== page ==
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A newly reformed and potentially powerful West Virginia board will hold its first meeting next week to promote fossil fuel development after a decade of dormancy.

Rebooted with new appointments by Gov. Jim Justice in August, the Public Energy Authority will meet Wednesday to organize and consider possible discussion topics for future meetings, according to the meeting’s agenda.

The authority board will meet from 10 a.m. to noon in the first-floor large conference room inside Building 3 at the state Capitol Complex.

A notice for Wednesday’s meeting states that the Public Energy Authority will “help coordinate the output of merchant plants with capacity needs of regulated plants” in addition to “assist[ing] in developing the next generation of coal plants and long-term energy policies that use all of West Virginia’s resources.”

The board went dormant in the 2010s, even though state code gives it broad powers that include buying, leasing and issuing bonds to build electric power or natural gas transmission projects, and representing the state regarding “national initiatives” and “international marketing activities” that concern the mineral development industry.

The authority has the power to enter into management contracts with second parties to operate any electric power, gas transmission or other related energy project, either during construction or permanent operation. It can finance electric power or natural gas transmission projects by making secured loans to provide funds to buy or build those projects. It can also take property through eminent domain.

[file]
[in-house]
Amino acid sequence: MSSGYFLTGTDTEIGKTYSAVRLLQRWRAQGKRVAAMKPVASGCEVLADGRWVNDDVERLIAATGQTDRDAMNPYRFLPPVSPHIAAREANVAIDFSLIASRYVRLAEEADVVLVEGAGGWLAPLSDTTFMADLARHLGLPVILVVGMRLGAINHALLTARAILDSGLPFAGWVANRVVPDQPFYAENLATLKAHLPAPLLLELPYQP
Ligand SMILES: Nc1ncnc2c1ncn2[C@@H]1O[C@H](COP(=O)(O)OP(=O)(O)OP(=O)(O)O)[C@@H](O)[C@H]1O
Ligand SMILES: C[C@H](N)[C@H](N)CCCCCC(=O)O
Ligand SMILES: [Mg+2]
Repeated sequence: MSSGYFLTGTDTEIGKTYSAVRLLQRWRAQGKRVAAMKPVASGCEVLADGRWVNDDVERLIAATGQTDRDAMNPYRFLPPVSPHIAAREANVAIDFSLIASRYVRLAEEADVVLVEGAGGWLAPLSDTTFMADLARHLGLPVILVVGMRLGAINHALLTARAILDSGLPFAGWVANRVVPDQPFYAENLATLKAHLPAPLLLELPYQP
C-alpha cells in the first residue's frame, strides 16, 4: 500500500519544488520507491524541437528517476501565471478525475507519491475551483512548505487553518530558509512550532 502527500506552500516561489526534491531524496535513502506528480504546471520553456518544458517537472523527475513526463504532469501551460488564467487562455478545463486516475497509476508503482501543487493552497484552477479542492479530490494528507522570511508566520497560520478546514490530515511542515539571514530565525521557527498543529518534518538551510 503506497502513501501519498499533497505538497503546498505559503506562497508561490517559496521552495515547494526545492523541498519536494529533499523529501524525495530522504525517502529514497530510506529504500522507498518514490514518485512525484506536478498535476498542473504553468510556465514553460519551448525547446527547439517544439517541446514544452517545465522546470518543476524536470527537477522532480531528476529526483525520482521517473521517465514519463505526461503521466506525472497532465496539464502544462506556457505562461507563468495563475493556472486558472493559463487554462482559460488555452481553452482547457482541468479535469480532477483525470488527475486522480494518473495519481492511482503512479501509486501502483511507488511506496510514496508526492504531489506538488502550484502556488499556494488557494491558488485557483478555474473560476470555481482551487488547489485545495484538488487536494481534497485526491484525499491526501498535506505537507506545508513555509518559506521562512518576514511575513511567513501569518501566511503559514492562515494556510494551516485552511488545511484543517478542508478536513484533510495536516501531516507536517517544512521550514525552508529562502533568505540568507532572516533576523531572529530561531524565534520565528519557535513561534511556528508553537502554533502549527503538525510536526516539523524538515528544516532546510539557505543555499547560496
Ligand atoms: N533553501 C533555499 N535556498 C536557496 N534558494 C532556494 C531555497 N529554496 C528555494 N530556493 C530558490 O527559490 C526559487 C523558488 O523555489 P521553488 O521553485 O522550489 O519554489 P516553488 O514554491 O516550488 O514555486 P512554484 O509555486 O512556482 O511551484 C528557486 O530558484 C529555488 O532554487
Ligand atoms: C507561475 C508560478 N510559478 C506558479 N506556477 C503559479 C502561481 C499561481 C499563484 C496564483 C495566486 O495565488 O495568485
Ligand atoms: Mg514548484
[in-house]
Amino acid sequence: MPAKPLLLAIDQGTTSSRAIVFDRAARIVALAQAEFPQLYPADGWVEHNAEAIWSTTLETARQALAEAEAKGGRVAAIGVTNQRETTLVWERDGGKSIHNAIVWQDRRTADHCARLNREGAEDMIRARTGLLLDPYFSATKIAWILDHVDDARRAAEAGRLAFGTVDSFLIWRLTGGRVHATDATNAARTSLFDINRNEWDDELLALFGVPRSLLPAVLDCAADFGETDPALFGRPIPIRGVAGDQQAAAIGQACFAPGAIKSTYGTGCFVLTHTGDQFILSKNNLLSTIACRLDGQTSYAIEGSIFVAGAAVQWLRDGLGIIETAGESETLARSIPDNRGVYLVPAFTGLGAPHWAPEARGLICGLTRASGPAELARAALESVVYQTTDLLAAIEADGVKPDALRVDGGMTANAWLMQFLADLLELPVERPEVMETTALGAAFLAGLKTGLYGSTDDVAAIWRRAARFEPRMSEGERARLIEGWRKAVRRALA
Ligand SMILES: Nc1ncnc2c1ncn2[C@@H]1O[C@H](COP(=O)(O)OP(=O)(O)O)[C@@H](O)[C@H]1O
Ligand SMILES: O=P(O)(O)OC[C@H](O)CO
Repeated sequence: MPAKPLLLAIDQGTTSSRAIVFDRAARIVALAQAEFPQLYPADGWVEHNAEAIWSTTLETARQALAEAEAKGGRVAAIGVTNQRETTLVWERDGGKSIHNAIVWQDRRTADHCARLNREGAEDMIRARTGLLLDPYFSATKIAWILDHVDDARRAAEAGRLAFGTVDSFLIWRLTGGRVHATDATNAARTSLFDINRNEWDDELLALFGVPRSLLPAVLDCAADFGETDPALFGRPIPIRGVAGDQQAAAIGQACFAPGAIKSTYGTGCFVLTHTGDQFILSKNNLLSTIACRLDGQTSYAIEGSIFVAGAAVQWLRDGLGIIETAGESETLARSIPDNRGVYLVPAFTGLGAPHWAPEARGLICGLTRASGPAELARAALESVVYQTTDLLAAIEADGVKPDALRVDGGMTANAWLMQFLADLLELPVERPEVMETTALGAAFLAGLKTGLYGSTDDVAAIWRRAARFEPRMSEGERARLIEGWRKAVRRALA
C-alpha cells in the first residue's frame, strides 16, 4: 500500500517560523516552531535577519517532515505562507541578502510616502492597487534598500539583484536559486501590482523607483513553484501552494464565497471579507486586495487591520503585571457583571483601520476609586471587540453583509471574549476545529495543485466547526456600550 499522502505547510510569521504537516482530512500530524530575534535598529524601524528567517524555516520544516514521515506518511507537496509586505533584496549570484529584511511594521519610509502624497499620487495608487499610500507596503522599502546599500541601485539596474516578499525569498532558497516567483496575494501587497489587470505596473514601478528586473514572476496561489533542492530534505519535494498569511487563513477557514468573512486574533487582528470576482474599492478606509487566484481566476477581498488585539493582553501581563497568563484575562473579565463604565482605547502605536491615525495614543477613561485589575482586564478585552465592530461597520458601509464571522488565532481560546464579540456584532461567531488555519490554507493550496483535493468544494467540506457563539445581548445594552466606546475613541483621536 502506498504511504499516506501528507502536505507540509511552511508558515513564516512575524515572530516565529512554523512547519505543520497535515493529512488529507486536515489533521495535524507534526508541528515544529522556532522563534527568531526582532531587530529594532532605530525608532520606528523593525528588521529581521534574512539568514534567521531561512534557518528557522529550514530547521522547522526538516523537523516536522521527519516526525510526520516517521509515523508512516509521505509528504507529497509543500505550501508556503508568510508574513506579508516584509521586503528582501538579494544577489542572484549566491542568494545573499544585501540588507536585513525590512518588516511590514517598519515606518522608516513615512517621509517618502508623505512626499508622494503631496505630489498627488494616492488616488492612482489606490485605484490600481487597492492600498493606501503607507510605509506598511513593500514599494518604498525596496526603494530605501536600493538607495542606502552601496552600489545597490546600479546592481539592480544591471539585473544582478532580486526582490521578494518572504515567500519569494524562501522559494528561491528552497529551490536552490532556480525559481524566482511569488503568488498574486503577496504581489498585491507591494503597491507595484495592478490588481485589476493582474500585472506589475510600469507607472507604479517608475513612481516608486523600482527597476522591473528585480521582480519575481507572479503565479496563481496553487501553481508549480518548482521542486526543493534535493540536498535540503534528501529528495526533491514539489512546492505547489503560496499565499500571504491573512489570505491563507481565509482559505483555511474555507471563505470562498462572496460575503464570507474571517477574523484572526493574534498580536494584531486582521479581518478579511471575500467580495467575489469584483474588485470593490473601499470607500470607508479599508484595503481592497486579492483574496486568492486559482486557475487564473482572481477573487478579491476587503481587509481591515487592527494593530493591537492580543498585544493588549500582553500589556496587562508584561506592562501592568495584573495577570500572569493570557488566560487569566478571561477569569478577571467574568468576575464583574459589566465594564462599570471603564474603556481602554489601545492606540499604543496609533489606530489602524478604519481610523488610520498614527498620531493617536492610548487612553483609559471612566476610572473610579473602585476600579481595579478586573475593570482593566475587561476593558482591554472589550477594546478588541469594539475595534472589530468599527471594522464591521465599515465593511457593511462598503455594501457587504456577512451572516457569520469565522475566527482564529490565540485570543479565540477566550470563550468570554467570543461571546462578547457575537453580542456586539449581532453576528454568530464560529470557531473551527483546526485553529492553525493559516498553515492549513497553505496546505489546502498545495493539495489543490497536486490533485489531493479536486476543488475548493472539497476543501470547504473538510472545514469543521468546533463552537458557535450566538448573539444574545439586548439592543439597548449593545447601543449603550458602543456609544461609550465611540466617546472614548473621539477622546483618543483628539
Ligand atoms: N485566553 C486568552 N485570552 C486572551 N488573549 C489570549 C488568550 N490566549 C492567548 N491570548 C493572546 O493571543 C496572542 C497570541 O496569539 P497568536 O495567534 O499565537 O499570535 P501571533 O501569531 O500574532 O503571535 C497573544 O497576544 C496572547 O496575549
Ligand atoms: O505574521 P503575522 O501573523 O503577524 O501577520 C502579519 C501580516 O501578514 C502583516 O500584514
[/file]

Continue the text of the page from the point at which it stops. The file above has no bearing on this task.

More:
“I’m probably like everybody else, I’m anxious to kind of see where we think we might be headed with the authority,” board appointee and Gas and Oil Association of West Virginia Executive Director Charlie Burd said.

Burd opined that, if the Public Energy Authority chose to develop a state energy plan, an “all of the above” energy approach would make sense, echoing Sen. Joe Manchin, D-W.Va., the chairman of the U.S. Senate Energy and Natural Resources Committee who has held that the nation should balance fossil fuel and renewable energy investments.

That approach has frustrated environmental and climate advocates, who say that a far more aggressive stand against fossil fuel development is needed to fend off the worst effects of climate change accelerated by fossil fuel industry greenhouse gas emissions.

“With all of the activity now with all the various energy sources gaining traction in the state, a kind of all-of-the-above energy scenario, if I can quote the senator’s words,” Burd said. “He’s always saying ‘all of the above.’ I think that probably makes sense for us.”

Justice’s appointees to the board were Burd, a Republican; West Virginia Coal Association President and Republican Chris Hamilton; retired West Virginia Division of Energy director and Democrat Jeff Herholdt; and Jeffery Allen, a Republican and senior vice president at Pardee Resources Co., a Philadelphia-headquartered business that invests in natural resource properties.

However, Hamilton and Herholdt resigned from the board on Oct. 12 and Feb. 5, respectively, according to the Governor’s Office. Governor’s Office spokesman Jordan Damron said Wednesday that Justice is considering appointments to the seats.

The seven-member board also consists of the secretaries of the state departments of Commerce and Environmental Protection, and the director of the Economic Development Authority, per state statute. The board is chaired by the Department of Commerce secretary, a position currently held by Ed Gaunch.

In an email to Gaunch, Herholdt recalled that his past work on the Public Energy Authority, when Manchin was governor, “was to conduct meetings on renewable energy.”

“I had assumed incorrectly that the focus on renewables would remain the same,” Herholdt wrote. “I apologize for not bringing this to your attention earlier. I feel I need to excuse myself from this appointment.”

Hamilton attributed his resignation to recently expanded responsibilities with the Coal Association.